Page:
5.1 Inputs

All input models presented here are optional and can be easily substituted by other models.

5.1.1 The thermal electron density model

For the thermal electron distribution, we use the NE2001 model (see Cordes & Lazio 2002,2003). This model subdivides the Galaxy into several large-scale structure elements such as a thin disk, a thick disk, spiral arms, as well as some local small-scale elements such as supernova bubbles. The NE2001 model presents a smooth thermal electron distribution. To take into account the clumpiness of the medium, we introduce a filling factor $f_{\rm e}(z)=0.07\exp (2\vert z\vert)$, (see Sun et al. 2008; Berkhuijsen et al. 2006, for details) where z is the distance from the Galactic plane in kpc.

5.1.2 Thermal electron temperature model

Sun et al. (2008) proposed a thermal electron temperature ($T_{\rm e}$) model

\begin{displaymath}
T_{\rm e}(\vec r)=5780+287r-526\vert z\vert+1770z^2 ,
\end{displaymath} (11)

based on work by Quireza et al. (2006), Reynolds et al. (1999), and Peterson & Webber (2002), where $T_{\rm e}$ is in Kelvin and the length scales are in kpc.

5.1.3 The cosmic-ray electron density model

We use the cosmic-ray electron density models suggested by Page et al. (2007) and Sun et al. (2008).

  • The model in Page et al. (2007) consists of an exponentially decaying disk with characteristic height $h_d=1 ~ {\rm kpc}$ and characteristic radius of $h_r =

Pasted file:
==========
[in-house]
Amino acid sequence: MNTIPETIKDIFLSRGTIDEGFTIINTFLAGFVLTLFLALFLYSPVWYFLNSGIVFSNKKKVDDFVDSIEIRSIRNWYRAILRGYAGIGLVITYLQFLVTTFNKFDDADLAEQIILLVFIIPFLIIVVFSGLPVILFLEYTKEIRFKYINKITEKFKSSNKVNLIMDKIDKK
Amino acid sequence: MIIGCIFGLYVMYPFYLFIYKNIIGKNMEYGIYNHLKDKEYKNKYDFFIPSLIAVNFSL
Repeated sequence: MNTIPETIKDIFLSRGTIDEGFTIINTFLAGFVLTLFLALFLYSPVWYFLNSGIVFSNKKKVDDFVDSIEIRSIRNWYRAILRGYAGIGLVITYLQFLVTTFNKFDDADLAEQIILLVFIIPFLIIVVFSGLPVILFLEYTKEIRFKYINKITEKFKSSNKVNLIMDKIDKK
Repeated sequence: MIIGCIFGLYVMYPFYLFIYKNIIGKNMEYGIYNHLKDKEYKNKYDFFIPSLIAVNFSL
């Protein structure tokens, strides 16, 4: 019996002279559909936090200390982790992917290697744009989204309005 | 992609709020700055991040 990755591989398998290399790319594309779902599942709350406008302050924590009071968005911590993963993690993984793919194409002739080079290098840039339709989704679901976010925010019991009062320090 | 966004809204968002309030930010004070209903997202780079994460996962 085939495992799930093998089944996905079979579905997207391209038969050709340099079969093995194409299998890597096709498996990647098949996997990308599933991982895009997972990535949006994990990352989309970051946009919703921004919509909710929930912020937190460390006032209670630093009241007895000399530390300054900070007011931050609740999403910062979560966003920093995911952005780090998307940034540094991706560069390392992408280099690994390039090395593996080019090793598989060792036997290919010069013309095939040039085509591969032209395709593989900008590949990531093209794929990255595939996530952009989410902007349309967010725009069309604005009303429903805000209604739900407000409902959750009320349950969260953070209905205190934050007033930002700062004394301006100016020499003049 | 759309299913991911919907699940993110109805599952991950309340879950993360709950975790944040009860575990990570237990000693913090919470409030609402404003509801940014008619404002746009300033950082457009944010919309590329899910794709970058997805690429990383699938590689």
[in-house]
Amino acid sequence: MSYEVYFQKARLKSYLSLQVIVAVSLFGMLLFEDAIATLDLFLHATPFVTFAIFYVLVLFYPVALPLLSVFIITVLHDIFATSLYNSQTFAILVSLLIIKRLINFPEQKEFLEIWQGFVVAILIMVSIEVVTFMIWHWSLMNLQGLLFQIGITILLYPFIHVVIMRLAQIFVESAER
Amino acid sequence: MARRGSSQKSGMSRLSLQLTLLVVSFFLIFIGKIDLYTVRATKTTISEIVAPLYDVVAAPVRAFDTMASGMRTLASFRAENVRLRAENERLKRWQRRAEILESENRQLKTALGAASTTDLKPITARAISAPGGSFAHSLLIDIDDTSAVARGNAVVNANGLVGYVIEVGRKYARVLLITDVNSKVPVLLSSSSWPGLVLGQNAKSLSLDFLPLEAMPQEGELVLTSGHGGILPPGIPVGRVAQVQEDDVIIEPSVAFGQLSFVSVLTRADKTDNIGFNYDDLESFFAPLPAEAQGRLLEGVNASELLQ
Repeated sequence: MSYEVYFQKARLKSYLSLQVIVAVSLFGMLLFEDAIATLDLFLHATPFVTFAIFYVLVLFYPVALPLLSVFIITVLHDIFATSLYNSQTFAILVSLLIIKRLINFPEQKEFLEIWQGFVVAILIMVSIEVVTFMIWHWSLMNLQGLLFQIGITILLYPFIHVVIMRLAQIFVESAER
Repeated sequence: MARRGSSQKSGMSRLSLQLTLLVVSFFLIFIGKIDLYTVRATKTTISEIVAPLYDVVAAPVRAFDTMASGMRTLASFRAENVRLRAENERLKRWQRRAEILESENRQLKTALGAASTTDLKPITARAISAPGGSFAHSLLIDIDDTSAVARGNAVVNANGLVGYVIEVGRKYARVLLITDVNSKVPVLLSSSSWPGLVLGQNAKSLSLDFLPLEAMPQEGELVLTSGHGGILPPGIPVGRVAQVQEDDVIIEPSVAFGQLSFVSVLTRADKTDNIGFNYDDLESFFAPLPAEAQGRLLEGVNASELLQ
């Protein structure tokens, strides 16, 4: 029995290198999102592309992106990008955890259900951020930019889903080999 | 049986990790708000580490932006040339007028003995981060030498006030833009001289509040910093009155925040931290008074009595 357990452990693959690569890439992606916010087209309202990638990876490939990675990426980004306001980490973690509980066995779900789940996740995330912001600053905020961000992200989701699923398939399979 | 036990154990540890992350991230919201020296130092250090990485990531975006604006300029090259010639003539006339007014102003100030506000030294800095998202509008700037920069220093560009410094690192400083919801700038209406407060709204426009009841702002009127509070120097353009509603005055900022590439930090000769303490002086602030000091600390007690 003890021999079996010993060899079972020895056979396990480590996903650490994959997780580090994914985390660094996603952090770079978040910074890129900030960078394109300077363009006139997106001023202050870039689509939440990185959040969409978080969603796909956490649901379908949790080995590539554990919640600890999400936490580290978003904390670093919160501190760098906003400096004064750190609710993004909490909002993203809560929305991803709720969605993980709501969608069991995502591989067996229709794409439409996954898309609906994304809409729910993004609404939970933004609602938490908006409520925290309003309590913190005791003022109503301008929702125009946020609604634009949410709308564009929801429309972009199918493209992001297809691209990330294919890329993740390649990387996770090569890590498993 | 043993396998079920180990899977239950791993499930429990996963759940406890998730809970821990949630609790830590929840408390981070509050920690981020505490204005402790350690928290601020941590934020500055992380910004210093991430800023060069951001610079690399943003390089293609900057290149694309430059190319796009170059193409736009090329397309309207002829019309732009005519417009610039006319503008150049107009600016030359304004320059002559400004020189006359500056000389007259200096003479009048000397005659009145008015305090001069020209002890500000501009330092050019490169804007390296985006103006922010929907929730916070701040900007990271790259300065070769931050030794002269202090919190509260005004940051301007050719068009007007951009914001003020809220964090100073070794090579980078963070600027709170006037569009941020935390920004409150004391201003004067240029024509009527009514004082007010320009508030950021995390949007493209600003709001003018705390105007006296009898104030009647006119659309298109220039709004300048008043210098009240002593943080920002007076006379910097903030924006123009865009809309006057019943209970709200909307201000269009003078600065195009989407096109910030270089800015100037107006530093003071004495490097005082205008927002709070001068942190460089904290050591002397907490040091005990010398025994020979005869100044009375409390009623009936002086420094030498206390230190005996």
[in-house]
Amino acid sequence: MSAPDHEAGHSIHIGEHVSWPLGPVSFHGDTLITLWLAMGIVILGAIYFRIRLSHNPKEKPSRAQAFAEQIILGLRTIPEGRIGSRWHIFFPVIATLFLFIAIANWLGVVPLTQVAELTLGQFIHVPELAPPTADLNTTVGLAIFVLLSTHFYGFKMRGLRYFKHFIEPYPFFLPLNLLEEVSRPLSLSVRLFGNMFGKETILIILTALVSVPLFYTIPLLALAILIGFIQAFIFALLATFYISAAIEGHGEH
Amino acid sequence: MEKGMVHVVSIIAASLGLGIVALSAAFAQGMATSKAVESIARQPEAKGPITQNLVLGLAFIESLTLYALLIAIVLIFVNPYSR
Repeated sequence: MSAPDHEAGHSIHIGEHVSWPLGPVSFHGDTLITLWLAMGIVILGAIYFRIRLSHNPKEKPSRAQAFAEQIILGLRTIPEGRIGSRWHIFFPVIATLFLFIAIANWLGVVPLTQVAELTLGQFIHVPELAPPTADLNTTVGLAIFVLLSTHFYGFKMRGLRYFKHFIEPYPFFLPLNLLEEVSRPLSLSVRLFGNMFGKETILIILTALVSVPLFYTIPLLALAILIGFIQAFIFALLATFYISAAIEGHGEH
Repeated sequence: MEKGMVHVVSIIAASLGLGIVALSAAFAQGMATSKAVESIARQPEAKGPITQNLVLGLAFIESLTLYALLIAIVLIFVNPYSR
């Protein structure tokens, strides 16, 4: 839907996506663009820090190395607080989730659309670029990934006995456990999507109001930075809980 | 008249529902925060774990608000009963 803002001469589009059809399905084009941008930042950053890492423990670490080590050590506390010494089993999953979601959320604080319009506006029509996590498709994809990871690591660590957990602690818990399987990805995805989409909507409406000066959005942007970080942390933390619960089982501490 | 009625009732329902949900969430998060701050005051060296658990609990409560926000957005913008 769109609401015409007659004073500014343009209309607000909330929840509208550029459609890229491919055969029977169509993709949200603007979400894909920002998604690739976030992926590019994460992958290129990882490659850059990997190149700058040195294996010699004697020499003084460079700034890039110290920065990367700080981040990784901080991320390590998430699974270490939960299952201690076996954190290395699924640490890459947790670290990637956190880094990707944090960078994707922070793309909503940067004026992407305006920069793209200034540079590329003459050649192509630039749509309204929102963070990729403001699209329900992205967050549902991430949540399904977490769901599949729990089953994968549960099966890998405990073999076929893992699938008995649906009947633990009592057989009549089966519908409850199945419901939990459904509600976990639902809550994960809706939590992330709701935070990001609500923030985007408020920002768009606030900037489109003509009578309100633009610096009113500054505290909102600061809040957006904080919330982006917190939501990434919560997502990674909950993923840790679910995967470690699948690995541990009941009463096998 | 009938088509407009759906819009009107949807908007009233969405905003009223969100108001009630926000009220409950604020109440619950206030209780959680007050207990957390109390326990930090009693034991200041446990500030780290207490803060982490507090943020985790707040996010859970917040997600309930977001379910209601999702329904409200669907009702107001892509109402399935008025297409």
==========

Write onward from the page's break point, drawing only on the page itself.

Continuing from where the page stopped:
5 ~
{\rm kpc}$. We note that to compute the synchrotron emissivity, as can be seen in Eqs. (3) and (4), we require knowledge of the spatially dependent function C, not the cosmic-ray electron density. However, since we are assuming a Galaxy-wide, unique, power-law, energy spectral slope with a spectral index p=3(note that in principle the code allows us to associate a different spectral index with each volume unit), these quantities are proportional to each other. The value of $C_{\rm Earth}=
6.4 \times 10^{-5} ~{\rm
cm}^{-3}$ at Earth's position is observed (see e.g. Fig. 4 of Strong et al. 2007), and although it is unclear that this is representative of other regions in the Galaxy (Sun et al. 2008; Pohl & Esposito 1998; Strong et al. 2004), we use it as a zeroth order approximation of the normalization (which is neither necessary nor provided by Page et al. 2007) of our distribution,
    $\displaystyle C = C_0 ~ \exp\left[-r/h_r \right]~ {\rm sech}^2 {(z/h_d)} ,$     (12)

    where r is the Galactic radius, while z is the height, and C0 is such that $C=C_{\rm Earth}$ at Earth's position.
  • Sun et al. (2008) proposed

    \begin{displaymath}C(R,z)=C_0\exp\left(-\frac{R-R_\odot}{8~~{\rm kpc}}-\frac{\vert z\vert}
{1~~{\rm kpc}}\right)
\end{displaymath} (13)

    where $C_0=C_{\rm Earth}$, while $C(R<3~~{\rm kpc})=C(R=3~~{\rm
kpc})$ and C(|z|>1)=0. The abrupt truncation at a scale height of |z|>1 is necessary to accommodate low synchrotron emission at high latitudes, where an anomalously strong halo magnetic field is required to account for high RM measurements. Sun et al. (2008) cautioned that this appears unrealistic and suggests that a larger scale height of the thermal electron density (roughly twice as large as the one suggested by Cordes & Lazio 2002) could resolve the problem by diminishing the required value of the halo magnetic field. This was confirmed by a joint analysis of pulsar dispersion measures and ${\rm H}\alpha$ emission by Gaensler et al. (2008). Furthermore the spectral index p is 3 for observational frequencies higher than 408 MHz and 2 otherwise. Sun et al. (2008) adopted this simplification based on observations of Roger et al. (1999) and Reich & Reich (1988a,b), which support a flatter spectrum below 408 MHz.